Endothelin 1-dependent neurovascular dysfunction in chronic intermittent hypoxia Academic Article uri icon

Overview

MeSH Major

  • Cerebrovascular Circulation
  • Endothelin-1
  • Hypoxia
  • Somatosensory Cortex

abstract

  • Obstructive sleep apnea, a condition resulting in chronic intermittent hypoxia (CIH), is an independent risk factor for stroke and dementia, but the mechanisms of the effect are unknown. We tested the hypothesis that CIH increases cerebrovascular risk by altering critical mechanisms regulating cerebral blood flow thereby lowering cerebrovascular reserves. Male C57Bl6/J mice were subjected to CIH (10% O(2) for 90 seconds/room air for 90 seconds; during sleep hours) or sham treatment for 35 days. Somatosensory cortex blood flow was assessed by laser Doppler flowmetry in anesthetized mice equipped with a cranial window. CIH increased mean arterial pressure (from 74±2 to 83±3 mm Hg; P<0.05) and attenuated the blood flow increase produced by neural activity (whisker stimulation; -39±2%; P<0.05) or neocortical application of endothelium-dependent vasodilators (acetylcholine response: -41±3%; P<0.05). The cerebrovascular dysfunction was associated with oxidative stress in cerebral resistance arterioles and was abrogated by free radical scavenging or NADPH oxidase inhibition. Furthermore, cerebrovascular dysfunction and free radical increase were not observed in mice lacking the NOX2 subunit of NADPH oxidase. CIH markedly increased endothelin 1 in cerebral blood vessels, whereas cerebrovascular dysfunction and oxidative stress were abrogated by neocortical application of the endothelin type A receptor antagonist BQ123. These data demonstrate for the first time that CIH alters key regulatory mechanisms of the cerebral circulation through endothelin 1 and NADPH oxidase-derived radicals. The ensuing cerebrovascular dysfunction may increase stroke risk in patients with sleep apnea by reducing cerebrovascular reserves and increasing the brain's susceptibility to cerebral ischemia.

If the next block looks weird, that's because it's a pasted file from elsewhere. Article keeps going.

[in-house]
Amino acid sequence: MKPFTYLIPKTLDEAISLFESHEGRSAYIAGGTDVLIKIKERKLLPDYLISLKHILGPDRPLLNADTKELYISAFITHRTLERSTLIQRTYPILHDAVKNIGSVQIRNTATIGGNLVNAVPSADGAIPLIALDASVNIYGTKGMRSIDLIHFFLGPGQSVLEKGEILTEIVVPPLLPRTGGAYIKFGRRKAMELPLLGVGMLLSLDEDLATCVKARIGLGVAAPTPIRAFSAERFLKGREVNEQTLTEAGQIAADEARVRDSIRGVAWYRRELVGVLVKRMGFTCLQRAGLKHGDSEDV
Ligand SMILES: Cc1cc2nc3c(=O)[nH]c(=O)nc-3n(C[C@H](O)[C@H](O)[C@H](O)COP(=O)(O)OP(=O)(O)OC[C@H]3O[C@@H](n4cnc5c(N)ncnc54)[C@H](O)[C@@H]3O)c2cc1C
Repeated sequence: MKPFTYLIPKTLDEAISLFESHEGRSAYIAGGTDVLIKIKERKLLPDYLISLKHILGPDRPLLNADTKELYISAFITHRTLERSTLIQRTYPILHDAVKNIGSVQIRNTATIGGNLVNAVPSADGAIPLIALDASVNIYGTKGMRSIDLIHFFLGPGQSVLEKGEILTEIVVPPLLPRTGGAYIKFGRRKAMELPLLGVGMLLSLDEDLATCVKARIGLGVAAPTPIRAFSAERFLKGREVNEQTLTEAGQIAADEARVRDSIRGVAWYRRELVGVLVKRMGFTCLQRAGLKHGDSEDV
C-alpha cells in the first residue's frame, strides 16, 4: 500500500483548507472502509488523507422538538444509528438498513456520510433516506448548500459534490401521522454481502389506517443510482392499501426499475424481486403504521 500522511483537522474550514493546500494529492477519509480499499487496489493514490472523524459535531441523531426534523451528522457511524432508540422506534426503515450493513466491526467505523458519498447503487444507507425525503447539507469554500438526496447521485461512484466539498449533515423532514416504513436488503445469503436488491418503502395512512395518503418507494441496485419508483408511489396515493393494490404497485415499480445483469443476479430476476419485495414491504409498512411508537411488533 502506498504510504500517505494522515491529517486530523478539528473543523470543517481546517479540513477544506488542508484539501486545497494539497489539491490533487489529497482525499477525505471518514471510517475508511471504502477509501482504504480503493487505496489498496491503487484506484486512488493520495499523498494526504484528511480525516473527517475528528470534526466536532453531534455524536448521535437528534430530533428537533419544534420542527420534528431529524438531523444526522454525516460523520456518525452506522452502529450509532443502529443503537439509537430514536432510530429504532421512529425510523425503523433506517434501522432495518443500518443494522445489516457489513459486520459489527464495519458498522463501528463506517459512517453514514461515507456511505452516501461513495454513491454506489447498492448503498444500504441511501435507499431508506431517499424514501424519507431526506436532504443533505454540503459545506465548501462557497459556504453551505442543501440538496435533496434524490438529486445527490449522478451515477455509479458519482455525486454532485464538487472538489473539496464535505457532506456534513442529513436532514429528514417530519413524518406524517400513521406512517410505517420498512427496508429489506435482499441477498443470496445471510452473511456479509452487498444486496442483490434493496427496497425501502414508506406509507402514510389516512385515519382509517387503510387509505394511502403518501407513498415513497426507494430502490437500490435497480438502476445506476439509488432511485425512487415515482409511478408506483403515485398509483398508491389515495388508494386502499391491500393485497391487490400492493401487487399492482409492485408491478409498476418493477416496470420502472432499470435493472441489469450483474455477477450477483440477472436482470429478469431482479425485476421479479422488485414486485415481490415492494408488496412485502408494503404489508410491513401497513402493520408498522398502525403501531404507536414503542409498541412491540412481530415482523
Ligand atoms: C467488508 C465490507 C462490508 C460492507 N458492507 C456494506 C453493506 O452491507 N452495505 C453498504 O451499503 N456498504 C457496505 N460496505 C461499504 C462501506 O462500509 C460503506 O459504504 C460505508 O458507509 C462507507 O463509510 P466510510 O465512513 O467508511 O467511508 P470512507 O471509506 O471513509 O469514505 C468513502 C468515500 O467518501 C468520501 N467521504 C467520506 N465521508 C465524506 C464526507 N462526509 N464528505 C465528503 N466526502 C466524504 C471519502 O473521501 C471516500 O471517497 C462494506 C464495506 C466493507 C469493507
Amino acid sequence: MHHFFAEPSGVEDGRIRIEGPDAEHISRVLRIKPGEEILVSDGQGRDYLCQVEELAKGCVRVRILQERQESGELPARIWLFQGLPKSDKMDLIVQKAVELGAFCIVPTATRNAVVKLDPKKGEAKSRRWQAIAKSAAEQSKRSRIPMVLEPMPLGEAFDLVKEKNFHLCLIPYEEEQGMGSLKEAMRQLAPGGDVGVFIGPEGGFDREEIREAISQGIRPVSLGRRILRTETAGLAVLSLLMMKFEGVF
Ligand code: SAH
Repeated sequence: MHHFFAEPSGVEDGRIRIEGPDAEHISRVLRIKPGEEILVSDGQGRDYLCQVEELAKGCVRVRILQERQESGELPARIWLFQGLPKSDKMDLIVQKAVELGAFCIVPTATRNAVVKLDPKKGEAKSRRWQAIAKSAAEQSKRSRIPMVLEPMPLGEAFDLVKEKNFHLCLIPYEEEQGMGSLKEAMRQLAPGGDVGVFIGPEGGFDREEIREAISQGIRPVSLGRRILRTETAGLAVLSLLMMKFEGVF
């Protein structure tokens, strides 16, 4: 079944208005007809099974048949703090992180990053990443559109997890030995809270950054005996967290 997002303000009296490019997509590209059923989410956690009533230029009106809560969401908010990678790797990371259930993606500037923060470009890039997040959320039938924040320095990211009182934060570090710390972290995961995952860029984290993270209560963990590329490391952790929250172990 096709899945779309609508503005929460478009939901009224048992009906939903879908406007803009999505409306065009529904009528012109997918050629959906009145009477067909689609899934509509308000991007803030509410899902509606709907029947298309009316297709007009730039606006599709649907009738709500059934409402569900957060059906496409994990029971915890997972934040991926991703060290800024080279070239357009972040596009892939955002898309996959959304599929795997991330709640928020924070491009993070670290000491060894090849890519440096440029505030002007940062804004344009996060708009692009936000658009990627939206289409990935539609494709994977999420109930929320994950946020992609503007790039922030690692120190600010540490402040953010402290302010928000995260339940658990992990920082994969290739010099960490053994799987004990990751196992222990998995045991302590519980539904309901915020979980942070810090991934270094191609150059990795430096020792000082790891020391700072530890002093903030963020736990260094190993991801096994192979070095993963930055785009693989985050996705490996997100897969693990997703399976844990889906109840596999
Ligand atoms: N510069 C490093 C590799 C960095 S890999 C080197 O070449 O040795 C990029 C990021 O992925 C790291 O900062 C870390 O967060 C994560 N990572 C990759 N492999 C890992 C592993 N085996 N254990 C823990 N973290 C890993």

publication date

  • July 2012

Research

keywords

  • Academic Article

Identity

Language

  • eng

PubMed Central ID

  • PMC3529143

Digital Object Identifier (DOI)

  • 10.1161/HYPERTENSIONAHA.112.193672

PubMed ID

  • 22689747

Additional Document Info

start page

  • 106

end page

  • 13

volume

  • 60

number

  • 1